Too many families in the U.S. struggle to put food on the table. During the pandemic, both tried-and-true policy levers and brand-new programs and flexibilities were put in place to help families. In the aggregate, the combination of additional resources and lower administrative barriers was effective: on an annual basis, the national level of food insecurity held steady from 2019 to 2020.  

The Pandemic EBT program (“Pandemic EBT” or PEBT) has proven to be a vital policy tool in these efforts. Pandemic EBT is a social insurance program that functions similarly to SNAP: families receive benefits on an EBT debit card which is then used to purchase food at most grocery stores. The dollar amount that families receive is equal to the value of free school breakfasts and lunches students missed due to pandemic-related school closures.  

When schools close for the summer—even in the years before the pandemic—food hardship among families with children rises. But there is a policy that can help: for the summer of 2022, summer months count as school closures and all states can apply to provide eligible children with Pandemic EBT.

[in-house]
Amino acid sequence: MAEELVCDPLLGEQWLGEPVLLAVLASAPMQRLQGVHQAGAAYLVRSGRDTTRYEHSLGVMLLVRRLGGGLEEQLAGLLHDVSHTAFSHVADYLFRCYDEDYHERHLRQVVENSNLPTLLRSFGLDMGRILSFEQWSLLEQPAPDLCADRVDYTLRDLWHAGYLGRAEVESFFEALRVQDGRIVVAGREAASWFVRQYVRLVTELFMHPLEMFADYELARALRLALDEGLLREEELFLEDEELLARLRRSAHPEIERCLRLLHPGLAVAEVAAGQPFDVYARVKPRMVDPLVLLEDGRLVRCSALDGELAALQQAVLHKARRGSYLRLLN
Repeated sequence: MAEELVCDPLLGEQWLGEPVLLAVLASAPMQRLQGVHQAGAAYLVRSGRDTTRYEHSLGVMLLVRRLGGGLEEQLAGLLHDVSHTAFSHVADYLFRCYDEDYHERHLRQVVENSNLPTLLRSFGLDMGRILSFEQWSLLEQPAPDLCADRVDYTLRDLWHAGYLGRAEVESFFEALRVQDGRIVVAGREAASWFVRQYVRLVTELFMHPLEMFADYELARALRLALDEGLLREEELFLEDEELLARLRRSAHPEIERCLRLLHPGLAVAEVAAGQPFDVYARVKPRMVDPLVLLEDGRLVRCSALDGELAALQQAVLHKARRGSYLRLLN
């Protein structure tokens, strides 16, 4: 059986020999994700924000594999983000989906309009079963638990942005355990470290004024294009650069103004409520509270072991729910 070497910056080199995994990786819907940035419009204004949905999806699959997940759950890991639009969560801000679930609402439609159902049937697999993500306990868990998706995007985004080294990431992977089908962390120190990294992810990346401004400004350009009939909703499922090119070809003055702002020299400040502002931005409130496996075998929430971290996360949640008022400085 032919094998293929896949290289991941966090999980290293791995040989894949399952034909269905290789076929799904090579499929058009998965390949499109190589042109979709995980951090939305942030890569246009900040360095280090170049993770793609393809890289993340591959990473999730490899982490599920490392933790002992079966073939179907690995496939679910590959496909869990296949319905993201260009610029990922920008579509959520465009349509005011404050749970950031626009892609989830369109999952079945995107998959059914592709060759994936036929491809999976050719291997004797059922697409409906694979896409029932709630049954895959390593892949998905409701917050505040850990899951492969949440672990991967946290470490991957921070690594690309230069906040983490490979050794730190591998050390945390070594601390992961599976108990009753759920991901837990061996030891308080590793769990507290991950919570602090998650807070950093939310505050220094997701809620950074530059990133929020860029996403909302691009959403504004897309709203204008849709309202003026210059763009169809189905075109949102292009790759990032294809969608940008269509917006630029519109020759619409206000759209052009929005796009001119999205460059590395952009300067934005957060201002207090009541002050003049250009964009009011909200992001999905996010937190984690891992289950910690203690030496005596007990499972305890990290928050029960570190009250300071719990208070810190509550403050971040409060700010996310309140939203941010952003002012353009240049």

This analysis finds that in the month leading into this summer (i.e., in May 2022), food insufficiency was lower in states that distributed substantial Pandemic EBT benefits to compensate for meals lost during pandemic-related school closures. We find that a third of states have not yet been approved for Pandemic EBT to cover the summer of 2022. Even among the states that are approved, we have struggled to document the extent to which any resources were distributed to households during these months, much less whether these resources were on-time summer payments or delayed school year payments. Relatedly, food insufficiency among households with children, and especially among lower-income households with children, rose at the end of the 2021-22 school year and has remained elevated.

Pandemic EBT has proven to be an effective program for helping families when schools closed because of the pandemic. Going forward, a permanent program like Pandemic EBT has the potential to be a powerful tool to fight food hardship among children when schools close for summer. But to realize its potential, states need to participate in the program and deliver benefits in a timely manner. 

Read the full article about food security in schools during the pandemic by Lauren Bauer, Krista Ruffini, Diane Whitmore Schanzenbach, and Natalie Tomeh at Brookings.